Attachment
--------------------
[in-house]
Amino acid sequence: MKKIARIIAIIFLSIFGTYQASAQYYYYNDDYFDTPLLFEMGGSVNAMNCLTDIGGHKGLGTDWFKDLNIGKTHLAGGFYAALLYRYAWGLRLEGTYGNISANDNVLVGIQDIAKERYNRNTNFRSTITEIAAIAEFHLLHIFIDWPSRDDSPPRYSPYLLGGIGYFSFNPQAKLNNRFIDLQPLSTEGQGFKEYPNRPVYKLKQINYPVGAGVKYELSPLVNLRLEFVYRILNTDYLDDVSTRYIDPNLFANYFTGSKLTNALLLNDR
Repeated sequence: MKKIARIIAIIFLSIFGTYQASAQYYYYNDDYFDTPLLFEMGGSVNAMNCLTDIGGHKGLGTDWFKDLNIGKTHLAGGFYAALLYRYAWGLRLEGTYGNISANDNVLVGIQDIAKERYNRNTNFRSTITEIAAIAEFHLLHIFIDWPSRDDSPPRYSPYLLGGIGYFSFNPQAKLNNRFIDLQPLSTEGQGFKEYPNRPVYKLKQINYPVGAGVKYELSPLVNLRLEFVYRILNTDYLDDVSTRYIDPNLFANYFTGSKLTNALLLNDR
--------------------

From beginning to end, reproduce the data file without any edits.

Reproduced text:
[in-house]
Amino acid sequence: MKKIARIIAIIFLSIFGTYQASAQYYYYNDDYFDTPLLFEMGGSVNAMNCLTDIGGHKGLGTDWFKDLNIGKTHLAGGFYAALLYRYAWGLRLEGTYGNISANDNVLVGIQDIAKERYNRNTNFRSTITEIAAIAEFHLLHIFIDWPSRDDSPPRYSPYLLGGIGYFSFNPQAKLNNRFIDLQPLSTEGQGFKEYPNRPVYKLKQINYPVGAGVKYELSPLVNLRLEFVYRILNTDYLDDVSTRYIDPNLFANYFTGSKLTNALLLNDR
Repeated sequence: MKKIARIIAIIFLSIFGTYQASAQYYYYNDDYFDTPLLFEMGGSVNAMNCLTDIGGHKGLGTDWFKDLNIGKTHLAGGFYAALLYRYAWGLRLEGTYGNISANDNVLVGIQDIAKERYNRNTNFRSTITEIAAIAEFHLLHIFIDWPSRDDSPPRYSPYLLGGIGYFSFNPQAKLNNRFIDLQPLSTEGQGFKEYPNRPVYKLKQINYPVGAGVKYELSPLVNLRLEFVYRILNTDYLDDVSTRYIDPNLFANYFTGSKLTNALLLNDR